The July issue features the following articles...
The limits of neuroscience
The neuroscientific lens reveals only a partial image that does not capture the complex causes of mental distress, and it is an image that reinforces the biomedical model, warns Kenneth J Gergen. It fails to recognise the importance of the histories and contexts of our lives, the impact of experience and the plasticity of the human brain.
Ordinary conversations that bring together members of alienated and excluded communities may prove more therapeutic than 50 minutes of one-to-one counselling, argues Colin Berry; counsellors could act as important catalysts and facilitators by enabling these community conversations.
Self-care in hospice work
Working with dying, death and bereavement requires the counsellor to draw deeply on their personal and professional resources; working at the end of life can tempt them to breach the boundaries of what they know to be safe practice. Self-care is vital in the face of vicarious trauma, warns Val Humphreys, for the counsellor’s sake and the sake of their clients.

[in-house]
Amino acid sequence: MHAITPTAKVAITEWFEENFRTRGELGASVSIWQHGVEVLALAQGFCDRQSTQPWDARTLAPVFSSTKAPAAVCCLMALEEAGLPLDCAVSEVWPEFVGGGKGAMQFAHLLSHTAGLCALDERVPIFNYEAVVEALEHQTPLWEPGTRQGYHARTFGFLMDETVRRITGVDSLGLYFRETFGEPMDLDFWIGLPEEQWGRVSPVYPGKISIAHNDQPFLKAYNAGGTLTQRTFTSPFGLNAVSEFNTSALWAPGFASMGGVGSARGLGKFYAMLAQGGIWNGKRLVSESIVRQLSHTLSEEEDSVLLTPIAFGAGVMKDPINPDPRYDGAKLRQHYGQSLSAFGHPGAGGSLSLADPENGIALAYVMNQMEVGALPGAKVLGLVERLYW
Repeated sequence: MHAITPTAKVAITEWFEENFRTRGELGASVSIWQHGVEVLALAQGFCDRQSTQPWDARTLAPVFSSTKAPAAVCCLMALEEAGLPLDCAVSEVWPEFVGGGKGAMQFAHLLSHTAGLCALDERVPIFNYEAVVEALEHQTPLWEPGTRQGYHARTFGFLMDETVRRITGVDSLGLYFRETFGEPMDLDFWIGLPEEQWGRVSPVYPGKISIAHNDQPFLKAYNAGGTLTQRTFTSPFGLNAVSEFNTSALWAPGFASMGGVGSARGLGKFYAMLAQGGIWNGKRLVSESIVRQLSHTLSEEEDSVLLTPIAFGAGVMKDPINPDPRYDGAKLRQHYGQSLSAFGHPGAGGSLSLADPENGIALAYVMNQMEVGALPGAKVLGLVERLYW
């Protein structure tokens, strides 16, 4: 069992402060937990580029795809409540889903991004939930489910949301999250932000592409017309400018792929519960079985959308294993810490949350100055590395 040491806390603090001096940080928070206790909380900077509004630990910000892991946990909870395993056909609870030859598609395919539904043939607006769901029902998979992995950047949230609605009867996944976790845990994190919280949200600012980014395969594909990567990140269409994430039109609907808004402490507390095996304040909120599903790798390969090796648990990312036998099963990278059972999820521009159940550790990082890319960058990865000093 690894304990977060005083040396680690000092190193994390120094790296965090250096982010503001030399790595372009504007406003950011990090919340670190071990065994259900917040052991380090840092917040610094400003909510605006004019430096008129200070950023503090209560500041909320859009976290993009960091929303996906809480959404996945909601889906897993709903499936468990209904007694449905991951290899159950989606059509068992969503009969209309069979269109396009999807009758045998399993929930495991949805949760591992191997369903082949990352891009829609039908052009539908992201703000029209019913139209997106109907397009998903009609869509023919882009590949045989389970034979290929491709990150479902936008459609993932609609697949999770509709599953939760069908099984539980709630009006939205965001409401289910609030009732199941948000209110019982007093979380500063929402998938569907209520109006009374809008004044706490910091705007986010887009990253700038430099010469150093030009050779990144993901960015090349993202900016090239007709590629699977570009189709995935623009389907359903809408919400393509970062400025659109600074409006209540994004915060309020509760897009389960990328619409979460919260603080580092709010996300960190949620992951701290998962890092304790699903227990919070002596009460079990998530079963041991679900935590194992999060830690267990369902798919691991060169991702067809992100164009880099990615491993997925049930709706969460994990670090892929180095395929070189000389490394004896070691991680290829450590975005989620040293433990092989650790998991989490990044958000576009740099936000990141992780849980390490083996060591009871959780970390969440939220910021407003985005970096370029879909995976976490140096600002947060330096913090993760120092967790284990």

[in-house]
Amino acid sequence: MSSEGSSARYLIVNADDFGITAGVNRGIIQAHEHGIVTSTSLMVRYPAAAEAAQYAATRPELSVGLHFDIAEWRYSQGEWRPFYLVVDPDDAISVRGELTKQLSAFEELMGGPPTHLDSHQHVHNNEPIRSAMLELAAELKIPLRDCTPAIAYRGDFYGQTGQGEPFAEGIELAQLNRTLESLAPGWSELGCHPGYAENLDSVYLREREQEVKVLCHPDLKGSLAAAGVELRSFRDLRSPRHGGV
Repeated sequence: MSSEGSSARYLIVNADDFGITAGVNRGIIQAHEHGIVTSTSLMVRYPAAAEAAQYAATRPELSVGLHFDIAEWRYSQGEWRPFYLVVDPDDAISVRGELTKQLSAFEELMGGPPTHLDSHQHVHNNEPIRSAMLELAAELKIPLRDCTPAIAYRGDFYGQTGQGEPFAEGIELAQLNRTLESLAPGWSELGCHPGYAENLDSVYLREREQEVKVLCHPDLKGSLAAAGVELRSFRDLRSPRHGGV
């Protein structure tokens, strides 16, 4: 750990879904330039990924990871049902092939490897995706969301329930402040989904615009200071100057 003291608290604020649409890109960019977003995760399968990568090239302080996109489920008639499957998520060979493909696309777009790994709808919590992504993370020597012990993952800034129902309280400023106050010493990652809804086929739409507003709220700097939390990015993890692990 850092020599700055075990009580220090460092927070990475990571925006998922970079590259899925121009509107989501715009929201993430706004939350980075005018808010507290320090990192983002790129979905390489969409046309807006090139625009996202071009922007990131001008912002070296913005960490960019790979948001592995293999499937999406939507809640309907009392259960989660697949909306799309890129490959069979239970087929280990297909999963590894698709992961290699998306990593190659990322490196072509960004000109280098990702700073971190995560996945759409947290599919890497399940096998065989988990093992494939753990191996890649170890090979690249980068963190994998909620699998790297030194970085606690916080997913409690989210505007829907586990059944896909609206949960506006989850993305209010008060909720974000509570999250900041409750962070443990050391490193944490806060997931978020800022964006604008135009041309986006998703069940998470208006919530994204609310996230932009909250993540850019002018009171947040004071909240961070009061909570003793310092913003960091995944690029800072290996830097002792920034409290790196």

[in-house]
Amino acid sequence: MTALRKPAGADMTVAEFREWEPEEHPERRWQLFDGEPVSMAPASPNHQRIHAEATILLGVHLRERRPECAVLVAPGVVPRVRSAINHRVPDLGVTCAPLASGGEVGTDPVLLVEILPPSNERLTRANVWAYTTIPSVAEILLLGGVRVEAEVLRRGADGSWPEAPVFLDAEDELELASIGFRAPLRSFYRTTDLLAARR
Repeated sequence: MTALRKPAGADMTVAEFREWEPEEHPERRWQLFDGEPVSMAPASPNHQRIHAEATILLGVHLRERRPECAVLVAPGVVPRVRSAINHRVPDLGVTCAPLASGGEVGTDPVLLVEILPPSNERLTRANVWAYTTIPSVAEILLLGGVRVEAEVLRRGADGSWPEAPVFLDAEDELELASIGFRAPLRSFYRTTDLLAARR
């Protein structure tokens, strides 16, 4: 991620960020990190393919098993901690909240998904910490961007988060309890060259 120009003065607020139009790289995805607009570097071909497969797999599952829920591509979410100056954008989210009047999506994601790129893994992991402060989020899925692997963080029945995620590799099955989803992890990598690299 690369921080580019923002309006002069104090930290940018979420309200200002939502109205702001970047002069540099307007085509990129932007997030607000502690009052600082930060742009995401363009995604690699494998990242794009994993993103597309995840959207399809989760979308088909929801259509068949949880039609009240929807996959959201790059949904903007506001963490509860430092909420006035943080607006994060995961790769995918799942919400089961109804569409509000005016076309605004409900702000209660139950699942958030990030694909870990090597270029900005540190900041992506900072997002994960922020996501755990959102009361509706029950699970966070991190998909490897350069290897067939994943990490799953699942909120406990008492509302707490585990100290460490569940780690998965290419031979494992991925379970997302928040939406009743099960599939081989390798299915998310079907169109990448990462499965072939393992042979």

Race and supervision
Too often race and cultural differences are overlooked in supervision, argues Charles Brown. Drawing on his own clinical experience as a supervisor, he describes how counsellors’ race-related dissonances with clients can be explored safely and creatively in group supervision, and the resulting benefits for direct client work.
Setting up a co-operative
When Justine Gore-Smith was, with four colleagues, made redundant by their local council, they launched a counselling co-operative. They have, in three and a half years, established a thriving business – far more rapidly than they expected and here she describes the process, why they chose this model and why it works for them and their clients.